Make ’em Worry

My favorite move was to sit in second for the entire race and not show my nose once. The racer ahead knew a pass attempt would come but they would never know when or where. And as the laps wound down the leader would pay more and more attention to me and less and less to the track ahead. One of two things always happened. Either they would make a mistake and open the door for me to make an easy pass, or they would get comfortable and be so surprised when and where I did make a move that they couldn’t contest it until it was too late.

Montoya breaking out of line with Scott Dixon leading at Indy (Courtesy of

Montoya breaking out of line with Scott Dixon leading at Indy
(Courtesy of

Break Rhythm

When you get tucked up under the machine ahead it’s easy to start mirroring their lines. You will never be able to get a run that way because you are now running the same lap times as they are. Start changing up your braking points, apexes, and acceleration points to break the rhythm between you two to create opportunities where you can get a run.

Make Space

In order to break rhythm, and to get a basic run, you need space. If you are up under someone’s bumper you are at the mercy of their breaking and acceleration points. They can hold off on the accelerator through the apex forcing you to wait. When they do get on it you are slowing down to avoid contact and they have created space for themselves as they run into the next corner. This is called short breaking. Back off just enough so that you can close on the racer ahead without losing any drafting help you are getting on the straight, and time it so you catch them where you want to make the pass.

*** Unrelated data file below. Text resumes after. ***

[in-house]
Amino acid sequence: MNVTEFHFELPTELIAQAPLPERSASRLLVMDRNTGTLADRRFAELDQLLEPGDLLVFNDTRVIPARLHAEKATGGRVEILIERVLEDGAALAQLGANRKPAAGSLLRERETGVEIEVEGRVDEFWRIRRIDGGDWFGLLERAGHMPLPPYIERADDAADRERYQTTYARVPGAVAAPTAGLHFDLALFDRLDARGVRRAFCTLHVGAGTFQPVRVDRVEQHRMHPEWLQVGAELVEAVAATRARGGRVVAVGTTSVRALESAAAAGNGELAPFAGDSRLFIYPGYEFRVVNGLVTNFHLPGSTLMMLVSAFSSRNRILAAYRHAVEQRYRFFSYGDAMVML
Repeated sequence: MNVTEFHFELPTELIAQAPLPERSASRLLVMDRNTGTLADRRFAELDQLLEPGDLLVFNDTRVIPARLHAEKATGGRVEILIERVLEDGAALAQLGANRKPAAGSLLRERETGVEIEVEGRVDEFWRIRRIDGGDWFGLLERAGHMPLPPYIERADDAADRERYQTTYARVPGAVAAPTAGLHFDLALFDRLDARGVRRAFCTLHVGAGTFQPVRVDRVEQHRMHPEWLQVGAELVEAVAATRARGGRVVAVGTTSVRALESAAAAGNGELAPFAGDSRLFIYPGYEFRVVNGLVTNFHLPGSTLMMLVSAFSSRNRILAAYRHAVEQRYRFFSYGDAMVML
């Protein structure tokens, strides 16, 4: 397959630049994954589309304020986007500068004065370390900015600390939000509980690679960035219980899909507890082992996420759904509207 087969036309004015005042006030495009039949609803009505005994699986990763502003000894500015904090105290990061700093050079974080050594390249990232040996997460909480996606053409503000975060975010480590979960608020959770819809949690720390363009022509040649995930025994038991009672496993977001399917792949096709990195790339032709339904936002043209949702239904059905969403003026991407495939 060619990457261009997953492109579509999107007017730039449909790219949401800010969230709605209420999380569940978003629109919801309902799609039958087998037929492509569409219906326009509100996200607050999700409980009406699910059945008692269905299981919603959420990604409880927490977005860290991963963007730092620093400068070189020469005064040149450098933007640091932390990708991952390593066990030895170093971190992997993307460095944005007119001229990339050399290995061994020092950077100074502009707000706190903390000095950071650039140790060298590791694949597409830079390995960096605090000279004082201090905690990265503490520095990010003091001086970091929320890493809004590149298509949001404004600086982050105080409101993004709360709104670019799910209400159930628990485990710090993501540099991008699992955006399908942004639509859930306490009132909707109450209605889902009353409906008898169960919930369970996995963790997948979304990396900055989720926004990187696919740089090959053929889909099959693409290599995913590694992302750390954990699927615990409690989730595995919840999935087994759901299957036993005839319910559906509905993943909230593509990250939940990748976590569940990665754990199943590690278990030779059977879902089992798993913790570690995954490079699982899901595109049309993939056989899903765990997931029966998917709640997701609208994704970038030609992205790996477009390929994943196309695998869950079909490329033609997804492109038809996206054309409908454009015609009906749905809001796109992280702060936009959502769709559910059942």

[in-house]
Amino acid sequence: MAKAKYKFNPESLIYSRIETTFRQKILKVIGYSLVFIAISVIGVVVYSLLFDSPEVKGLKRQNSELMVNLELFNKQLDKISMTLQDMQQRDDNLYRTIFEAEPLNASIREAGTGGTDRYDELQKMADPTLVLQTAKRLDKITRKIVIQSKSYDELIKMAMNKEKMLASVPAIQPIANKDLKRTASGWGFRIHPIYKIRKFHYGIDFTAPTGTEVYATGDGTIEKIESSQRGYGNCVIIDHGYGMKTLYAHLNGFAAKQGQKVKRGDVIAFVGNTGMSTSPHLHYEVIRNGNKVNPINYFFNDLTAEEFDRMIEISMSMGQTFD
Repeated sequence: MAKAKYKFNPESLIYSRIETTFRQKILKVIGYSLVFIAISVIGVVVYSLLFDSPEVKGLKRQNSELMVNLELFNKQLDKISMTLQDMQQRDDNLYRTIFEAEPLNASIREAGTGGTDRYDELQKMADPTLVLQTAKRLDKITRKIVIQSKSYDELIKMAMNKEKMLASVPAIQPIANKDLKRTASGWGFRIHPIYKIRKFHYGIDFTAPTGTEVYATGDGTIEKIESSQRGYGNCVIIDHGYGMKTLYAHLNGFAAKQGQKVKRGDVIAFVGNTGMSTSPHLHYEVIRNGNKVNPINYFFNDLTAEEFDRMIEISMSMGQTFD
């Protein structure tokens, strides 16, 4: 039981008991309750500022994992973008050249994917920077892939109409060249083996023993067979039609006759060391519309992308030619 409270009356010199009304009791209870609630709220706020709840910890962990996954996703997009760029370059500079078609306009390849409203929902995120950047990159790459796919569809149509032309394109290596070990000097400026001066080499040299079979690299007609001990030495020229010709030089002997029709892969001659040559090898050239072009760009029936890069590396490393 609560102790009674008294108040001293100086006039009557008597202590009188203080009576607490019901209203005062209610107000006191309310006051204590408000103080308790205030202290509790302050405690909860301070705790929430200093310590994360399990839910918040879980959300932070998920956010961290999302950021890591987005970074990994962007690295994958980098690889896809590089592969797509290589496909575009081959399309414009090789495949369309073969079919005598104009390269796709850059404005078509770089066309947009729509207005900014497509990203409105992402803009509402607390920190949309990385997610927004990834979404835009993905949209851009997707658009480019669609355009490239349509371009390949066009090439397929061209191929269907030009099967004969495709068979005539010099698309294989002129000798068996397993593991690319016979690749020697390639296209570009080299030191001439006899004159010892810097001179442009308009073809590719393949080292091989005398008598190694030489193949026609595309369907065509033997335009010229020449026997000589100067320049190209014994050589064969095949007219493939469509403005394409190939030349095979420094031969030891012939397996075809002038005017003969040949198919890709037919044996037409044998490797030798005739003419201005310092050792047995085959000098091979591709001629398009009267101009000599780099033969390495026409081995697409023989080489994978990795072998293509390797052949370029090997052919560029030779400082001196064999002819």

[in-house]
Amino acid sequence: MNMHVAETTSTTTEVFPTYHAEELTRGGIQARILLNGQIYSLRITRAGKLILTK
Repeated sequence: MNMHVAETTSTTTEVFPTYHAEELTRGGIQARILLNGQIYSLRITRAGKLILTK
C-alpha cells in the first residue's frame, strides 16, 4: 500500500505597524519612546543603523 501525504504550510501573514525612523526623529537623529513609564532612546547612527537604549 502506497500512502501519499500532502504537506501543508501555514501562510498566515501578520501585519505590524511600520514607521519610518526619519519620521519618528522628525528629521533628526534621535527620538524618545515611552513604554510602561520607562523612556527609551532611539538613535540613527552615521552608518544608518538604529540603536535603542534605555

Wide Entry with a Late Apex

If you find yourself needing to stay relatively close to the racer ahead then start using a wide entry with a late apex. The wider you run the more track you use so you can carry more speed through the corner without worring about running into the machine ahead. Add to this the late apex and you will have a straighter run onto the straightaway and more speed by the end for a late brake pass.

The wider entry could be anywhere from half a width off your normal line to as much track as you can use without running into the marbles or any bumps in the track.

Link Corners

If you have created space for yourself, and have broken the rhythm, then you can start using the late entry and apex through a series of corners to close and get a run for your pass. This has the added bonus/curse of getting the attention of the racer ahead of you. It is a bonus because they are watching you instead of the track ahead of them, but a curse because they may be able to guess where you are going to pass.

If you are linking corners then you will likely have to get ’em moving in the wrong direction early so you can make the pass where and when you want to.

Move Decisively and Carefully

When you make your move, make it with confidence. Don’t be bullied. Make your move like you have already made the pass and be up on the wheel just in case. Hold your ground as much as you can without making contact.

Be Ready for Anything

No matter how much you do right, something can always go wrong. You make a mistake on the brakes, hit unseen debris on the track, or the racer you are passing makes an unexpected move — and a million other things can happen. Obviously you can’t predict what will happen so just do your best to be ready for what might.


Everything that happens on track should be a lesson. Whether it is a success or not. Always be learning from what happens and apply that experience into the future.

Remember to have fun out there and thanks for reading.
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Posted in: How to Race